It seems that moving small bricks about on a luminous table is the current big thing in the world of alternative music performance controllers. This technology was first brought to the (mainstream) public’s attention when Bjork decided to use the ReacTable on her Volta tour, and now Edinburgh Sculpture Workshop has adapted it for their Etiquette installation. This allows anyone to activate and manipulate a variety of sounds by placing rectangular objects (each one representing a particular sound, sample or sequence) on the interface…
Once a ‘sound’ has been placed on the table, it can be modified by rotating it or changing which face is in contact with the table. Although the sounds originally used by the ReacTable were very electronic, the Etiquette installation features samples of natural acoustic instruments such as bass, brass, flute and banjo. In addition to the block manipulation factors, the table itself has a ‘mood’ which changes gradually over time. Simon Kirby explains how the interface responds:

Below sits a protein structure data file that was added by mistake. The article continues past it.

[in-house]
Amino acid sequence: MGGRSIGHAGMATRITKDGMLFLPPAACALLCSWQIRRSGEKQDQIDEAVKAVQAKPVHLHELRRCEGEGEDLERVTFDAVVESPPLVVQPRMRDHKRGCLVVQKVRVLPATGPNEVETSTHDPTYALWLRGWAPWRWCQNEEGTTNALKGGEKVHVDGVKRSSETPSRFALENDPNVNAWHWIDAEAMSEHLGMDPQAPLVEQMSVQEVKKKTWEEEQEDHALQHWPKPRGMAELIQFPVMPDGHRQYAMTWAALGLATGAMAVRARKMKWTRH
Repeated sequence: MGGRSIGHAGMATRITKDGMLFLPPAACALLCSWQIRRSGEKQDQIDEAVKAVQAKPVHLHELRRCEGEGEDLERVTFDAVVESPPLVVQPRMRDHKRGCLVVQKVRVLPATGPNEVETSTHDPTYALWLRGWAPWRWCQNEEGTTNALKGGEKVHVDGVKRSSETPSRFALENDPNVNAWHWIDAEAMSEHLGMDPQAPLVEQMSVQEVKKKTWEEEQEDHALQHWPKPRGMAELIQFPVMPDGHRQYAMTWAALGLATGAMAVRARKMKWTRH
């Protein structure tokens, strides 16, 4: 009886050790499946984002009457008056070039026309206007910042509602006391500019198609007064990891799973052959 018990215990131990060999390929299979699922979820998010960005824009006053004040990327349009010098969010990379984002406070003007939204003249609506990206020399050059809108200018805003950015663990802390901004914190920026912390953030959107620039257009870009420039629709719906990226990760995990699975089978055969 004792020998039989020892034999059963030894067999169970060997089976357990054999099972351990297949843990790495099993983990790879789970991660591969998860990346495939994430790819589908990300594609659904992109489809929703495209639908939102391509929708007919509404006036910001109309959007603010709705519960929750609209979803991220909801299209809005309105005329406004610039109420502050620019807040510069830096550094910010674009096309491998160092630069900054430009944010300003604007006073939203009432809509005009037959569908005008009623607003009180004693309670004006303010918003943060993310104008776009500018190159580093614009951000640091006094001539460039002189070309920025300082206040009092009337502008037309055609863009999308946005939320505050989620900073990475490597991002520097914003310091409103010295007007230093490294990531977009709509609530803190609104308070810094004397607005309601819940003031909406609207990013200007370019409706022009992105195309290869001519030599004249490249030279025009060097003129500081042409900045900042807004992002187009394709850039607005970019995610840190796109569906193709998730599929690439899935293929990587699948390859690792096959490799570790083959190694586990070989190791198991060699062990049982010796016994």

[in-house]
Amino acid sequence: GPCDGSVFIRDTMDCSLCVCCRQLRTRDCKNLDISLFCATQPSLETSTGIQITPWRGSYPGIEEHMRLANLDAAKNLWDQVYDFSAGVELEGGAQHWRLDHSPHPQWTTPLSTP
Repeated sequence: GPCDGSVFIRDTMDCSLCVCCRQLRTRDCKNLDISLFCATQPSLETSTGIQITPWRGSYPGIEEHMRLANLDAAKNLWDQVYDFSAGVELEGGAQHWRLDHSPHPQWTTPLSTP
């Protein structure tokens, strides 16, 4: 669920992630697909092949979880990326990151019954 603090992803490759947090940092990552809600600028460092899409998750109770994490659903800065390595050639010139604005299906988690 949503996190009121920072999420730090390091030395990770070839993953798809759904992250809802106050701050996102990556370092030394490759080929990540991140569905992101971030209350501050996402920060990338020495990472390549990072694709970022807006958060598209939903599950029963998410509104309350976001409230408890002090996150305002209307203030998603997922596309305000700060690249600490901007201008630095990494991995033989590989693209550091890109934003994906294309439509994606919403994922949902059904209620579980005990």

Each block is associated with several different but related clips for each mood and rotating the block will select which of those clips is playing. When the table is in a particular mood, the sounds of the blocks work together (ie. they are in time/key etc.). When the table’s mood changes, the sounds of the blocks change gradually (as does the tempo of the piece). Eventually, all the blocks settle into a new mood where everything works together again, but in the changeover things can be quite chaotic and interesting hybrids are created which are different every time.
It uses Ableton Live, Max/MSP and ReacTIvision to work its magic, and more details can be found at CDM.